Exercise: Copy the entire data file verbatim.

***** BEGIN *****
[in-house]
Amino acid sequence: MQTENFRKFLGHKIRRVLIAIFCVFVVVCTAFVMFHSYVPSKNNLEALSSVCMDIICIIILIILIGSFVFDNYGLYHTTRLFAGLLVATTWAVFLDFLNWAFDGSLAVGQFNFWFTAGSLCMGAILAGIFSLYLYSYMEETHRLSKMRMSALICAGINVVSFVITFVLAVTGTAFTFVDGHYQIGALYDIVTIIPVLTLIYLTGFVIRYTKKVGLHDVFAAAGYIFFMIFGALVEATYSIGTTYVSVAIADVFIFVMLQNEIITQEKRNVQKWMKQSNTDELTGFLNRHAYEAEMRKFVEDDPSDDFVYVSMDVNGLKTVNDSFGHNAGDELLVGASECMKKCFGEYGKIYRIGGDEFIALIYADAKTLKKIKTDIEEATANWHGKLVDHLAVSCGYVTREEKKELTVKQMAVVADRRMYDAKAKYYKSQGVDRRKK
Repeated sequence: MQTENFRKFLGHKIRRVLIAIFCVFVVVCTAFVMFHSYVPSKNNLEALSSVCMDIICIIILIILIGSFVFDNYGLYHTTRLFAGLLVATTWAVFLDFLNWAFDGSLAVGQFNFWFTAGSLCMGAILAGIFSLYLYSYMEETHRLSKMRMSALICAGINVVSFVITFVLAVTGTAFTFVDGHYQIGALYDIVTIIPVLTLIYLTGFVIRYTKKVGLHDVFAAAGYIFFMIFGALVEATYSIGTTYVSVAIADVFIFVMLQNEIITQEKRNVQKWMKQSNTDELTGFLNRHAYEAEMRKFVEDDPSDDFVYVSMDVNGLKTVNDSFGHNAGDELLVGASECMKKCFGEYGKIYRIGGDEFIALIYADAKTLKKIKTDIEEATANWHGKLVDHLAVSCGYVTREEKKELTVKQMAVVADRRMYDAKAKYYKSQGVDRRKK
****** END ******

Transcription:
[in-house]
Amino acid sequence: MQTENFRKFLGHKIRRVLIAIFCVFVVVCTAFVMFHSYVPSKNNLEALSSVCMDIICIIILIILIGSFVFDNYGLYHTTRLFAGLLVATTWAVFLDFLNWAFDGSLAVGQFNFWFTAGSLCMGAILAGIFSLYLYSYMEETHRLSKMRMSALICAGINVVSFVITFVLAVTGTAFTFVDGHYQIGALYDIVTIIPVLTLIYLTGFVIRYTKKVGLHDVFAAAGYIFFMIFGALVEATYSIGTTYVSVAIADVFIFVMLQNEIITQEKRNVQKWMKQSNTDELTGFLNRHAYEAEMRKFVEDDPSDDFVYVSMDVNGLKTVNDSFGHNAGDELLVGASECMKKCFGEYGKIYRIGGDEFIALIYADAKTLKKIKTDIEEATANWHGKLVDHLAVSCGYVTREEKKELTVKQMAVVADRRMYDAKAKYYKSQGVDRRKK
Repeated sequence: MQTENFRKFLGHKIRRVLIAIFCVFVVVCTAFVMFHSYVPSKNNLEALSSVCMDIICIIILIILIGSFVFDNYGLYHTTRLFAGLLVATTWAVFLDFLNWAFDGSLAVGQFNFWFTAGSLCMGAILAGIFSLYLYSYMEETHRLSKMRMSALICAGINVVSFVITFVLAVTGTAFTFVDGHYQIGALYDIVTIIPVLTLIYLTGFVIRYTKKVGLHDVFAAAGYIFFMIFGALVEATYSIGTTYVSVAIADVFIFVMLQNEIITQEKRNVQKWMKQSNTDELTGFLNRHAYEAEMRKFVEDDPSDDFVYVSMDVNGLKTVNDSFGHNAGDELLVGASECMKKCFGEYGKIYRIGGDEFIALIYADAKTLKKIKTDIEEATANWHGKLVDHLAVSCGYVTREEKKELTVKQMAVVADRRMYDAKAKYYKSQGVDRRKK